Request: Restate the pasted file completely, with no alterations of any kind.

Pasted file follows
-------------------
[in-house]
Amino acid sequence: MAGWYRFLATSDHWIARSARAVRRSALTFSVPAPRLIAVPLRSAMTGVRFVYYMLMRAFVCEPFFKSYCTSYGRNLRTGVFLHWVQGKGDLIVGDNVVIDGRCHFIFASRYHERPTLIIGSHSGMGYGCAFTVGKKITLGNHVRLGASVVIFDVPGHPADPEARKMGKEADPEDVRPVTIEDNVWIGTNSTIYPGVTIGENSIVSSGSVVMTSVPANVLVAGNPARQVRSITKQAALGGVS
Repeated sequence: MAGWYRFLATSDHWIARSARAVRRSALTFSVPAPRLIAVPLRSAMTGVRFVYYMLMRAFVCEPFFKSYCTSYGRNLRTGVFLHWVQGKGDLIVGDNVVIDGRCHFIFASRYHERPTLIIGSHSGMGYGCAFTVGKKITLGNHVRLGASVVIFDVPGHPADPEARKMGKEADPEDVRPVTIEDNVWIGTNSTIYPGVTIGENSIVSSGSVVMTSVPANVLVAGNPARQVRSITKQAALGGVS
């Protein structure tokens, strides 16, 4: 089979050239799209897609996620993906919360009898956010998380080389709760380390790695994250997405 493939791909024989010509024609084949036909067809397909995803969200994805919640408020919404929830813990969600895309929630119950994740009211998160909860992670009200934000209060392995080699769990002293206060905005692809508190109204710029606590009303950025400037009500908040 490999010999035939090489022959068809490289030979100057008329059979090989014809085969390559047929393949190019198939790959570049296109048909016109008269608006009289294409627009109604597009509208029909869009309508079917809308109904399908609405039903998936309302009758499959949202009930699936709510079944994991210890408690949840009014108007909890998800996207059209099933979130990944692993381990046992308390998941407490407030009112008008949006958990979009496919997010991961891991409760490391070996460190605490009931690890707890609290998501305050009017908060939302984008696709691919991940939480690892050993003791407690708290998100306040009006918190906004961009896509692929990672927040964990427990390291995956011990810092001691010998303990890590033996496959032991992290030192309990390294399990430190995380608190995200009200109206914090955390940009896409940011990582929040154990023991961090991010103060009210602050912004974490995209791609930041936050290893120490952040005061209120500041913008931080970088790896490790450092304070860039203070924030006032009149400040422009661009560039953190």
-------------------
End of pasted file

[in-house]
Amino acid sequence: MAGWYRFLATSDHWIARSARAVRRSALTFSVPAPRLIAVPLRSAMTGVRFVYYMLMRAFVCEPFFKSYCTSYGRNLRTGVFLHWVQGKGDLIVGDNVVIDGRCHFIFASRYHERPTLIIGSHSGMGYGCAFTVGKKITLGNHVRLGASVVIFDVPGHPADPEARKMGKEADPEDVRPVTIEDNVWIGTNSTIYPGVTIGENSIVSSGSVVMTSVPANVLVAGNPARQVRSITKQAALGGVS
Repeated sequence: MAGWYRFLATSDHWIARSARAVRRSALTFSVPAPRLIAVPLRSAMTGVRFVYYMLMRAFVCEPFFKSYCTSYGRNLRTGVFLHWVQGKGDLIVGDNVVIDGRCHFIFASRYHERPTLIIGSHSGMGYGCAFTVGKKITLGNHVRLGASVVIFDVPGHPADPEARKMGKEADPEDVRPVTIEDNVWIGTNSTIYPGVTIGENSIVSSGSVVMTSVPANVLVAGNPARQVRSITKQAALGGVS
């Protein structure tokens, strides 16, 4: 089979050239799209897609996620993906919360009898956010998380080389709760380390790695994250997405 493939791909024989010509024609084949036909067809397909995803969200994805919640408020919404929830813990969600895309929630119950994740009211998160909860992670009200934000209060392995080699769990002293206060905005692809508190109204710029606590009303950025400037009500908040 490999010999035939090489022959068809490289030979100057008329059979090989014809085969390559047929393949190019198939790959570049296109048909016109008269608006009289294409627009109604597009509208029909869009309508079917809308109904399908609405039903998936309302009758499959949202009930699936709510079944994991210890408690949840009014108007909890998800996207059209099933979130990944692993381990046992308390998941407490407030009112008008949006958990979009496919997010991961891991409760490391070996460190605490009931690890707890609290998501305050009017908060939302984008696709691919991940939480690892050993003791407690708290998100306040009006918190906004961009896509692929990672927040964990427990390291995956011990810092001691010998303990890590033996496959032991992290030192309990390294399990430190995380608190995200009200109206914090955390940009896409940011990582929040154990023991961090991010103060009210602050912004974490995209791609930041936050290893120490952040005061209120500041913008931080970088790896490790450092304070860039203070924030006032009149400040422009661009560039953190």